I'm wondering, instead of implementing new web browsers over and over again with millions line of code which is very difficult to manage, would it be possible to use ANN or GA algorithm to teach it about the rendering process (how the page should look like)?

So as an input I would imaging the html source code, output is the rendered page (maybe in some interactive image like SVG, some library or something, I'm not sure).

The training data can be dataset of websites providing input source code and their rendered representation by using other browsers for the guidance as expected output.

Which approach would you take and what are the most challenging things you can think of?


1 Answer 1


The rendering process for browsers is very well defined, and has a very rigid definite ruleset where (virtually) every accountability is noted and handled. This is not optimal for Machine Learning, which works when we have a large pool of examples, and we don't know the ruleset; it will figure it out. Even if you were to train an Neural Network to process that input, there are several things you must account for:

1. Variance in data.

Not all webpages are equal in length or complexity, and making a neural network to generate output from HTML would produce garbage most of the time.

2. Training time.

The time it would take for a neural network to understand HTML tags, attributes, the DOM Tree, and each and every element, including new ones being added every few years, and how each one renders and behaves, would take an extremely long time, most likely several years on a fast computer, if it even were possible

3. Interactivity.

Web pages aren't just static, they change according HTML, CSS and JavaScript. Not only would you have to design your system to account for the rendering step, you would also make it have to understand the Turing Complete scripting language JavaScript, as well as the less complicated, but inherently intertwined with HTML, CSS stylesheet language. If you thought the rendering process was easy, try training a neural network to handle complicated scripting patterns.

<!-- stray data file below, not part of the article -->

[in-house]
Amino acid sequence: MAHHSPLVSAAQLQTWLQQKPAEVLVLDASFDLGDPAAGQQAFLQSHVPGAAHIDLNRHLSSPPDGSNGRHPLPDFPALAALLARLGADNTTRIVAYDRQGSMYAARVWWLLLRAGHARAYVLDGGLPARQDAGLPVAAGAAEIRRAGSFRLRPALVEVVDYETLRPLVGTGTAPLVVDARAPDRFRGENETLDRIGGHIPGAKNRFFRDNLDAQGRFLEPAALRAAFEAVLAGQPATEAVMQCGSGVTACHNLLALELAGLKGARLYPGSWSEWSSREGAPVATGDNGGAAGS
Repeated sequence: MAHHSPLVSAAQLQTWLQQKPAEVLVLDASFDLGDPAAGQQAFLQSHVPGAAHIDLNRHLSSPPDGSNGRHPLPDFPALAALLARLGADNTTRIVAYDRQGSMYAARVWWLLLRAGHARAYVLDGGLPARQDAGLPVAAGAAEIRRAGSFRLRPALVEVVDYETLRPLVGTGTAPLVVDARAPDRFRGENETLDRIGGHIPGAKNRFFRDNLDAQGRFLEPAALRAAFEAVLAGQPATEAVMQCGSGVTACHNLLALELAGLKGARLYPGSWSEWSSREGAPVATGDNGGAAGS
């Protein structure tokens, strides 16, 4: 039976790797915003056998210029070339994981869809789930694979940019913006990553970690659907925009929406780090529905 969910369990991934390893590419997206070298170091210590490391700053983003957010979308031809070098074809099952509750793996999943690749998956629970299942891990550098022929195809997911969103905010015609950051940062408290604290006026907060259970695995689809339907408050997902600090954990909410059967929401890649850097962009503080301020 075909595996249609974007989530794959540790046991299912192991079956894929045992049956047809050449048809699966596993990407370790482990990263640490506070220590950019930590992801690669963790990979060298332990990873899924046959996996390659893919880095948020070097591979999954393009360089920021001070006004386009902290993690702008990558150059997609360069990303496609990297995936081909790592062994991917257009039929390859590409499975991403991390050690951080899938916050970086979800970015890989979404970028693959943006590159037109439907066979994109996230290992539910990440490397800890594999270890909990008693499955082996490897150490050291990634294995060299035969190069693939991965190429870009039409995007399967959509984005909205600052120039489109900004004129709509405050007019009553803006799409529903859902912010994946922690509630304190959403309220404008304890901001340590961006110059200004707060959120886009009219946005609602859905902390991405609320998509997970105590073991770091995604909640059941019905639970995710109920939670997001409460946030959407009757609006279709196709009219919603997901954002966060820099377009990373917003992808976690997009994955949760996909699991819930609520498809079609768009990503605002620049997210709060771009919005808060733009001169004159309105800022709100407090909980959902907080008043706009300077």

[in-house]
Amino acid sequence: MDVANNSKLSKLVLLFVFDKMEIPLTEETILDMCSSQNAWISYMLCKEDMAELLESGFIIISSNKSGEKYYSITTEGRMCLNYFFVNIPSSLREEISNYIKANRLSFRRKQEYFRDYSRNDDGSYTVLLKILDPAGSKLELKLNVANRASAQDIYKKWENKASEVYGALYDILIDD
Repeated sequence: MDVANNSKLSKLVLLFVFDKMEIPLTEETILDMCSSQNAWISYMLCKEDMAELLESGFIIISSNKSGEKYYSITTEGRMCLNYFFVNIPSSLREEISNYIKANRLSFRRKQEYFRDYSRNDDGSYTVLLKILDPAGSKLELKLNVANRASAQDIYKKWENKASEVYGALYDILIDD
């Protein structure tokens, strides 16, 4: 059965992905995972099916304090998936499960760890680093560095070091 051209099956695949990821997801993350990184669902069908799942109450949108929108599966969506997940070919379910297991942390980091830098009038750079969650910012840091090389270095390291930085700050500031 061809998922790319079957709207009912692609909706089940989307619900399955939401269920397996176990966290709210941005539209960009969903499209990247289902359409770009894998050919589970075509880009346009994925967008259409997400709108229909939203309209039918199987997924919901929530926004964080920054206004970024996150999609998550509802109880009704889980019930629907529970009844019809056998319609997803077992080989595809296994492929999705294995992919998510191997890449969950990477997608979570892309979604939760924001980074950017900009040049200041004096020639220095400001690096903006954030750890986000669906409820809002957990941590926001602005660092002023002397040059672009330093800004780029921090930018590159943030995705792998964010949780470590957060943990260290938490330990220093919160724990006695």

4. New Standards

Not all HTML is equal, because of different standards. WHATWG began working on HTML5 in 2004, and browsers started to implement not long after. In 2004, there were very few examples of HTML5 sites to train your network to begin with. Sure, now it's standardized and every website uses it, but what about HTML6? When the first specification is released (probably 2017-2025), virtually no websites will use it, because no one will support it. Only when it finally becomes standard, probably in the late 2020s or early 2030s, will you have enough data to train your monstrous system of neural networks

As for AI in general, one could argue that browsers already use A.I. in their rendering process. They intelligently decide what to render (taking CSS into account), when in order to get the most efficient render time, they selectively use different JavaScript parsers on different sections of the code to optimize the speed, the whole system has been optimized on another ruleset to make rendering and interacting with a webpage as seamless and easy-to-use as possible. Your system will never be as good as what hundreds of humans have optimized over 20 years.

Trying to solve HTML rendering with Neural Networks is akin to trying to nail a nail with a screwdriver. It's just not going to work

Hope this was helpful!


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